Public Wi-Fi networks — like those in coffee shops or hotels — are not nearly as safe as you think. Even if they have a password, you're sharing a network with tons of other people, which means your data is at risk. Here's how to stay safe when you're out and about.
Just because most wireless routers have a firewall to protect you from the internet doesn't mean you're protected from others connected to the same network. It's remarkably easy to steal someone's username and password, or see what they're doing just by being on the same network. Don't take that chance. We're going to show you which settings are the most important ones.Read more
Scientists have identified weaknesses in the way popular cryptographic algorithm Diffie-Hellman key exchange is deployed – notably, they discovered an attack that could enable the reading and modifying of data passed over TLS connections.
The attack can be used by a MITM attacker to downgrade TLS connections to 512-bit export-grade cryptography that is weaker and easier to crack, thus enabling the reading and modifying of data. The attack is similar to the FREAK attack, except it attacks Diffie-Hellman key exchange as opposed to RSA key exchange, and is the result of a flaw in TLS protocol.Read more
In a security survey asking why people complete their shopping online, 73 percent of respondents cited saving time as the primary reason. Shopping online can so easily be completed from a smartphone or tablet that its prevalence is rapidly increasing.
One report expects e-commerce revenues to more than double between 2012 and 2018. With identity theft cited as the Federal Trade Commission’s top consumer complaint for 13 years in a row, people have valid reason to be concerned about entering credit card numbers, addresses, and other personal information into a website form. There are, however, ways you can decrease your risk.Read more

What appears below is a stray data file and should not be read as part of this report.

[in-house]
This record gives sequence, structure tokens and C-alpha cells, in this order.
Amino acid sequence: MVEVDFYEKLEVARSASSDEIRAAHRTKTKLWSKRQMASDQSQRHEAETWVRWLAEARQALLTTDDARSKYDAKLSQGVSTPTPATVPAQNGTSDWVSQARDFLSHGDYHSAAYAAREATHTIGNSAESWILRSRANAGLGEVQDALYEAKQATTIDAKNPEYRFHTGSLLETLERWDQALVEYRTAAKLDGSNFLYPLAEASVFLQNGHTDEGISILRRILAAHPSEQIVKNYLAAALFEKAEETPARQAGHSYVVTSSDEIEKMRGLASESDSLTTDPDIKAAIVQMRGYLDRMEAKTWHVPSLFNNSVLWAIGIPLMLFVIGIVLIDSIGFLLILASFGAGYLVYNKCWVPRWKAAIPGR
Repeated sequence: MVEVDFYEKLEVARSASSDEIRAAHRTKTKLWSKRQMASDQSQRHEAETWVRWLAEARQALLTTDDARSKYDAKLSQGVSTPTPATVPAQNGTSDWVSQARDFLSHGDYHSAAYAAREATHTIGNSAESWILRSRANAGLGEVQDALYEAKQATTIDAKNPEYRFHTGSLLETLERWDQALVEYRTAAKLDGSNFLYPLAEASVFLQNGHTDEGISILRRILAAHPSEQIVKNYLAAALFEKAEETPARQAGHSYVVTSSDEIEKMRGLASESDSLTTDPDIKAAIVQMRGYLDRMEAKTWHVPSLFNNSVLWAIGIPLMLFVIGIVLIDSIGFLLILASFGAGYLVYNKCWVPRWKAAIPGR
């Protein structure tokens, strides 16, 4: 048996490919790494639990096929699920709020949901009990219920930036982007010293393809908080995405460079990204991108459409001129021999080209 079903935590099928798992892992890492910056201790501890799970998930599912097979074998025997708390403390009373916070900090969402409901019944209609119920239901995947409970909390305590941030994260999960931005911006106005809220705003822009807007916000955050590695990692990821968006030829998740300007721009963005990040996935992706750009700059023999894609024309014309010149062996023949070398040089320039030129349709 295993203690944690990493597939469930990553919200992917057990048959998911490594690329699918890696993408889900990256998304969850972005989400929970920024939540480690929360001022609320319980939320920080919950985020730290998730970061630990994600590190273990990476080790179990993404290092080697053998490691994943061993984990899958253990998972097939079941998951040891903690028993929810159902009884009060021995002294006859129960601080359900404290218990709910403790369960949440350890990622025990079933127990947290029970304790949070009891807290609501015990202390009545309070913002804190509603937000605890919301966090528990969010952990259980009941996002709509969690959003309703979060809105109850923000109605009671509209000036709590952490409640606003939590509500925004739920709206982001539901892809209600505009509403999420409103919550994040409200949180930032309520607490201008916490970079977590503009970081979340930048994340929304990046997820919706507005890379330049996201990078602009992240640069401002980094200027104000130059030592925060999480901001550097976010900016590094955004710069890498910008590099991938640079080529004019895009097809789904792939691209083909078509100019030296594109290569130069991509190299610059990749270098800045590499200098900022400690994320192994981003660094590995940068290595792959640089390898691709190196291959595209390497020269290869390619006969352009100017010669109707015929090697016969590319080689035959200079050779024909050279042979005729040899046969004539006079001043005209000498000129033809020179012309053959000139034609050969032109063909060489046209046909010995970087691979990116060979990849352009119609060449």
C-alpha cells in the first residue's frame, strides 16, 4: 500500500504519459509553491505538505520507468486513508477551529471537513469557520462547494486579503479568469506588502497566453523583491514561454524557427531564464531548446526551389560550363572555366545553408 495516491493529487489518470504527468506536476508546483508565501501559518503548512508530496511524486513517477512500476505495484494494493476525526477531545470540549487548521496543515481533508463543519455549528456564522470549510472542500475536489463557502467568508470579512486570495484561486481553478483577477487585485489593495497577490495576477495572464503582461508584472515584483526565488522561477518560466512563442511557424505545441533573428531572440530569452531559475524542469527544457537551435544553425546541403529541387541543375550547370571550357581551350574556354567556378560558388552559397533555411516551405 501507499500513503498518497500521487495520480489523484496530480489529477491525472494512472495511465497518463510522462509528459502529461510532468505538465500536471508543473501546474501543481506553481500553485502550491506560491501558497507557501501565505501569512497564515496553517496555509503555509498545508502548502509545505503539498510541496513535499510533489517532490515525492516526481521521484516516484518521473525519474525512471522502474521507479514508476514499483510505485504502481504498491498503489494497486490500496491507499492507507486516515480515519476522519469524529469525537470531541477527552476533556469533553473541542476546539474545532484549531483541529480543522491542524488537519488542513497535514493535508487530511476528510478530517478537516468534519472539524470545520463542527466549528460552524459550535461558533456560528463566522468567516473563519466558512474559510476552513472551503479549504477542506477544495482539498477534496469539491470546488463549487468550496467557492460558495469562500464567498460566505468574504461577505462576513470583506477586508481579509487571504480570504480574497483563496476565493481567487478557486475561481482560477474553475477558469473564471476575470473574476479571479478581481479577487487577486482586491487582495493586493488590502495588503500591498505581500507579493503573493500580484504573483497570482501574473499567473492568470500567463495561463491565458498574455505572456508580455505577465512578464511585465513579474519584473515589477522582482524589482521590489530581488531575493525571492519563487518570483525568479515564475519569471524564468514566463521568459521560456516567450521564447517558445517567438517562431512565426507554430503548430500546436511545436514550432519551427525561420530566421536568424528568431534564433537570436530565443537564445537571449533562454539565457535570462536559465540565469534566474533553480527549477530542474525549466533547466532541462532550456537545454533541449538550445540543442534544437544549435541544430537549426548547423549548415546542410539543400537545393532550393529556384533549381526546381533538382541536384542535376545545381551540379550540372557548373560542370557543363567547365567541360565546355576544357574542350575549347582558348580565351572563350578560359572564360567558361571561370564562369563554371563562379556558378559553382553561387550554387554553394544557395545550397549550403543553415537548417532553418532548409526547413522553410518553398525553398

A popular coding website of the USA is enduring an onslaught of Internet traffic meant for China’s most popular search engine, and security experts say the episode likely represents an attempt by China to shut down anticensorship tools.
The attack on a service world-wide software development used by programmers and major tech firms appears to underscore how China’s Internet censors increasingly reach outside the country to clamp down on content they find objectionable. Security experts said the traffic onslaught directed huge amounts of traffic from overseas users of Chinese search giant Baidu Inc. to GitHub.Read more
A lot of Android apps that have been downloaded 6.3 billion times from the Google Play store are still vulnerable to the FREAK bug. Research published Tuesday by the company shows just how vulnerable both Android and iOS apps still are to a FREAK attack.
FREAK is a cryptographic weakness that permits attackers to force data traveling between a vulnerable website or operating system to servers to use weak encryption protocols. If combined with a so-called man-in-the-middle attack, the data could theoretically be intercepted and cracked as the user is unwittingly using a lower level of encryption than believed.Read more